Will the State Board of Education Dodge a Vote Killing Mexican-American Textbook?

Will the State Board of Education Dodge a Vote Killing Mexican-American Textbook?
Photo from Truthout.org

It turns out even State Board of Education members know the Mexican-American studies textbook they commissioned is a mess. What's intriguing is how they plan on handling this. 

Last week, the State Board of Education presented a (more or less) open-minded, united front when they met to get public input on the contentious textbook, Mexican American Heritage. But behind the scenes, at least some of the Republican board members are keenly aware of the problems with the book, according to emails obtained by the Texas Freedom Network.

Some, like Thomas Ratliff, a Republican from Mount Pleasant, are hell bent on ensuring the board never signs off on the textbook. Meanwhile, David Bradley, a Beaumont Republican, is taking a more pragmatic approach, judging by his emails. 

This isn't exactly a shock. In June Bradley described opponents of Mexican American Heritage as "left-leaning radical Hispanic activists" who just want "special treatment." But in emails between Bradley and Ratliff, Bradley says he wants to avoid having to make a decision on the textbook at all. "A lack of quorum on [sic] would be nice," Bradley writes. "Deny the Hispanics a record vote. The book still fails." 

Bradley advises simply allowing the book to die. "We don't have a motion to reject or kill it in November. It just fails to get approved. If it really is that bad and it can't be fixed then we all go for a walk," he tells Ratliff. 

Meanwhile, in their exchanges, Ratliff comes across as truly concerned about how bad the book is, noting people from both sides of the political spectrum have found it wanting. "From what I've seen, everyone is against the book. It's terrible. It's riddled with errors. Even the Truth in Texas Textbooks folks think it's bad from what I understand," Ratliff writes to Bradley.

In fact, Ratliff is very clear about his feelings on the textbook. In other missives Ratliff repeatedly tells opponents of the book he will do everything in his power to kill it. And he doesn't hold back when discussing the book with a particularly, shall we say, enthusiastic supporter,  Melody Gillett, a Houston lawyer who was a delegate for Sen. Ted Cruz at the Republican National Convention in July, according to KUHF.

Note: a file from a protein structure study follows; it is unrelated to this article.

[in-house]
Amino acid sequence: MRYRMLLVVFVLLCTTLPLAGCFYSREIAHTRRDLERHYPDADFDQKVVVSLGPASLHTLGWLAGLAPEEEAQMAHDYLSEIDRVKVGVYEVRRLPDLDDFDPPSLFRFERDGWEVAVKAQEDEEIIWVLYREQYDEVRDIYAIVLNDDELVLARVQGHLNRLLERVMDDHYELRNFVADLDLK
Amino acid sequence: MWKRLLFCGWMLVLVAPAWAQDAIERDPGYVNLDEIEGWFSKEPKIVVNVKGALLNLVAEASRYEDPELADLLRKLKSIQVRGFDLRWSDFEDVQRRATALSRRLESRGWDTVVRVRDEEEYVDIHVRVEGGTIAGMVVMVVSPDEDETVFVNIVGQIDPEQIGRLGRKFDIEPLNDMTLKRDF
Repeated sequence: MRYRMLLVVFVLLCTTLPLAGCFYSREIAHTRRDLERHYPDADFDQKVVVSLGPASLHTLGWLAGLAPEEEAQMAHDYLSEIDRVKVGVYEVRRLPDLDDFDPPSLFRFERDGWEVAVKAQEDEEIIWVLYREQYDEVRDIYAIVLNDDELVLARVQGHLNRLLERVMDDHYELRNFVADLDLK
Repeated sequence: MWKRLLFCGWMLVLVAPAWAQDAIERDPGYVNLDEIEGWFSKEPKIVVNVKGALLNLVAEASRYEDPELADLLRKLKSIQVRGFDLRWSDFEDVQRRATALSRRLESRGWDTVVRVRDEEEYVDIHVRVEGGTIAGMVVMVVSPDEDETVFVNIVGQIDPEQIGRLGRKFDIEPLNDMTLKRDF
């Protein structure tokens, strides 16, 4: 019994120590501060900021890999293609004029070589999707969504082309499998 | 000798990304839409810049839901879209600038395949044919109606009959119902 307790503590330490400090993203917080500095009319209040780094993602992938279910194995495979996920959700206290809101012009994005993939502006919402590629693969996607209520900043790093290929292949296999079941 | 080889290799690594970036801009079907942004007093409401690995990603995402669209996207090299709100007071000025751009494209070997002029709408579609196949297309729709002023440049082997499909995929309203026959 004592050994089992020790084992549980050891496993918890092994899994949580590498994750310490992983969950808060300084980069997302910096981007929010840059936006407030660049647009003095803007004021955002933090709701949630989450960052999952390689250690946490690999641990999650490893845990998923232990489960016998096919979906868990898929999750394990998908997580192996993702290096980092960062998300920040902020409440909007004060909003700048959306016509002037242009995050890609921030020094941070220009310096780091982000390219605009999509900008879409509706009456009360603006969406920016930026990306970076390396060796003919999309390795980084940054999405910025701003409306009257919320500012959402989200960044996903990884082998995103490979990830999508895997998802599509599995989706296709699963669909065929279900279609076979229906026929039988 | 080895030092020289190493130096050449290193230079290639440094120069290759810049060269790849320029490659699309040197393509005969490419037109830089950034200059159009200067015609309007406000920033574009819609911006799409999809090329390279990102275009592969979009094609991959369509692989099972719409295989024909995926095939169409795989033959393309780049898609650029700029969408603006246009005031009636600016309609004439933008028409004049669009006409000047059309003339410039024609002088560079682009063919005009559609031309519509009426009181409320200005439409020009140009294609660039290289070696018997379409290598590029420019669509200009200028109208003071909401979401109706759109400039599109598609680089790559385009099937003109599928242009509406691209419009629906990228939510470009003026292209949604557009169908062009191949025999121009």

Gillett and Ratliff exchanged a slew of electronic messages about the textbook as Gillett urged him to support it and he politely, (and eventually, bluntly) explained that there was no way that was happening. He starts off explaining the position the board is in:

"The challenge with this kind of issue is to separate 'bias,'  'omission,' 'not covered enough,' 'misleading,' and things like [that] from factual errors. The SBOE doesn't have the jurisdiction over anything but factual errors and coverage of the Texas standards (adopted by the SBOE). So a book can be poorly written, biased, overtly political or things like that, but if it is factually accurate it meets the test. On the flip side, a book can be wonderfully written, illustrated and researched, but if it contains factual errors we must reject it."

This didn't play well with Gillett. "In the midst of what is nothing more than a hackneyed obfuscation of realities favoring an entitlement mentality, bent on degrading this nation, pulling it down to the level of failed systems of government in other parts of the modern world, I reject the faux guilt-ridden revisionism that is the whine-du-jour," she writes, closing by demanding proof and a list of inaccuracies. 

Gillett's take isn't novel. Some supporters have gone even further. A comment from a textbook supporter to Ruben Cortez, the Brownsville Democrat who first proposed having a Mexican-American studies class, for instance, went straight-up insulting and racist. “You well know that the Dumbocrats are the inventors of racism (i.e. KKK). You sound like another whining Mexican; nothing is ever to your liking," the email to Cortez stated.

On the bright side, Ratliff isn't the only Republican clearly against the book, based on emails released by Texas Freedom Network. Pat Hardy, of Fort Worth, told Houston Mayor Sylvester Turner's office she is determined to stop the book from being approved.

The board is scheduled to vote on the textbook in November. There are five Democrats and 10 Republicans on the board, and at least two of the Republicans are definitely voting it down. If at least one more Republican opposes the book, maybe that will be the end of the story. Maybe.


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